Our clients ask this question all the time.
You have a new product in development. Sales is chomping at the bit…marketing is preparing for the launch…and the executive team wants to talk about the product to anyone and everyone.
When is the right time to begin publicly talk about a new product?
The answer is….it depends.
As a rule, we recommend that you do not talk about a new product until the actual product launch. When should you launch? At the earliest, 60 prior to general availability (GA), also known as production release.
General availability means that your product has completed beta and as well as limited availability. Betas are initial releases of potential future products or features. Customers who participate in beta programs have the opportunity to test, validate, and provide feedback on future functionality, which helps development teams focus efforts on what provides the most value to customers. Limited availability is like limbo between beta and general availability. In terms of software, it means the functionality may be there but it may not be ready to scale or handle a production workload. For physical products, it means manufacturing is still working out the kinks.
The problem with talking about products while they are still in beta or limited availability is that a lot could go sideways. Features could be dropped from first release. Product could be delayed due to development or support issues. If products are manufactured outside the U.S. there could be transportation delays or pricing changes due to increased tariffs. The market could suddenly change and you may have to rethink your positioning. There are so many variables that it could affect your final offering.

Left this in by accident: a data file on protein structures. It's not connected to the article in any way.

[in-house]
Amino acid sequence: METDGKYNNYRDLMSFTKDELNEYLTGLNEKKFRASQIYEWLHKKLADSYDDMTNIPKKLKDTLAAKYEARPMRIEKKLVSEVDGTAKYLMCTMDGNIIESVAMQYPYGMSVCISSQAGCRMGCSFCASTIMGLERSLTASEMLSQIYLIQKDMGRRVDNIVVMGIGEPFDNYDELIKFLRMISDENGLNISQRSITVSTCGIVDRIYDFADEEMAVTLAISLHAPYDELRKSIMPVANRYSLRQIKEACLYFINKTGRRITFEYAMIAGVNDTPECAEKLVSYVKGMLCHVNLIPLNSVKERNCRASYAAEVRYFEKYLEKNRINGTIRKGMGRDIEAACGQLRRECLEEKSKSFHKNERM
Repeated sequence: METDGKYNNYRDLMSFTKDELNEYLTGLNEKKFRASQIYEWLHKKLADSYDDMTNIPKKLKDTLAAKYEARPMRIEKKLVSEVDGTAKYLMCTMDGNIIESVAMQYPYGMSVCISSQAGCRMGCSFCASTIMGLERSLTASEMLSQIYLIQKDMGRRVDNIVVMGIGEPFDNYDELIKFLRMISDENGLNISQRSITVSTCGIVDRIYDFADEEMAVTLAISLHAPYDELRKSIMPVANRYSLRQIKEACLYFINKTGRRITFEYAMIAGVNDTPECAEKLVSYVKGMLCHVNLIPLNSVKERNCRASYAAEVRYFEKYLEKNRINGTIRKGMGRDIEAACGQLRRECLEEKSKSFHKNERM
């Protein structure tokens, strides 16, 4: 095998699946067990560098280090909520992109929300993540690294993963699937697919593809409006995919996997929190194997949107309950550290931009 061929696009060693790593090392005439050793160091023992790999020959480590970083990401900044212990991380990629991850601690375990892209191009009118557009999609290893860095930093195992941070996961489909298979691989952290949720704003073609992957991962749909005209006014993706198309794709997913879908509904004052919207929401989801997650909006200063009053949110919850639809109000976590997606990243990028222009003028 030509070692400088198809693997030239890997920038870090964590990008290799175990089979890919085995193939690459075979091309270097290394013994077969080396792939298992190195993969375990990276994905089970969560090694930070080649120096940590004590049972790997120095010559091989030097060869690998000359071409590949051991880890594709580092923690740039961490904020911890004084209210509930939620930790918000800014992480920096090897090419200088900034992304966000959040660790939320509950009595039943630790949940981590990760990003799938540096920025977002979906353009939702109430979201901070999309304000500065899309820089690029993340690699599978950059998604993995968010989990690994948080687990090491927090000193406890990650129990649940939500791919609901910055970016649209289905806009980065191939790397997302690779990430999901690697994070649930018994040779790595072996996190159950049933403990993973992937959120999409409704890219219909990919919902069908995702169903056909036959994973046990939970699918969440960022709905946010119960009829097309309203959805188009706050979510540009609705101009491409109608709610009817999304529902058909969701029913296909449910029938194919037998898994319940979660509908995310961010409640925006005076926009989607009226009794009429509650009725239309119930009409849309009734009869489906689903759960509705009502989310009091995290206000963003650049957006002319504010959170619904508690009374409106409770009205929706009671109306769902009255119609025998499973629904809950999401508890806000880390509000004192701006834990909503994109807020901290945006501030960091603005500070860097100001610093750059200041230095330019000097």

Customers Buy From Companies They Trust
Trust develops with a consistent customer experience. Consistency of your message, the quality of your offerings, and the ongoing support that you offer builds trust with your customers.
The biggest destroyer of trust is to over-promise and under-deliver. Once you have a track record of announcing products and not delivering in the specified time, it is hard to win that trust back.
Inbound and Content Marketing are Key to Preparing Your Market
Content marketing is one way you can pre-market before your product is ready. By hyping up what you already have and educating prospects about a problem your solving, you are preparing the market for your launch.
For example, we have a number of clients that have artificial intelligence (AI) technologies on their product road map. It may be several years before they have a fully baked AI-based product however, we have been using content marketing to educate vertical markets on how new technology is going to eventually change the way they operate. We are not talking about specific product features and benefits however we are talking about what AI is, how it will be used in their market to solve a business challenge, etc.
There are business reasons that may warrant launching your product early. You may be trying to secure a round of funding that requires you to demonstrate that you have a product in beta and has pent-up demand. A new market entrant could be poaching your existing customers and you want to slow down that process by letting everyone know that your new product is on the horizon.
Each situation is different but don't pull the trigger on your product launch too early. It could severely impact your trust with customers and prospects.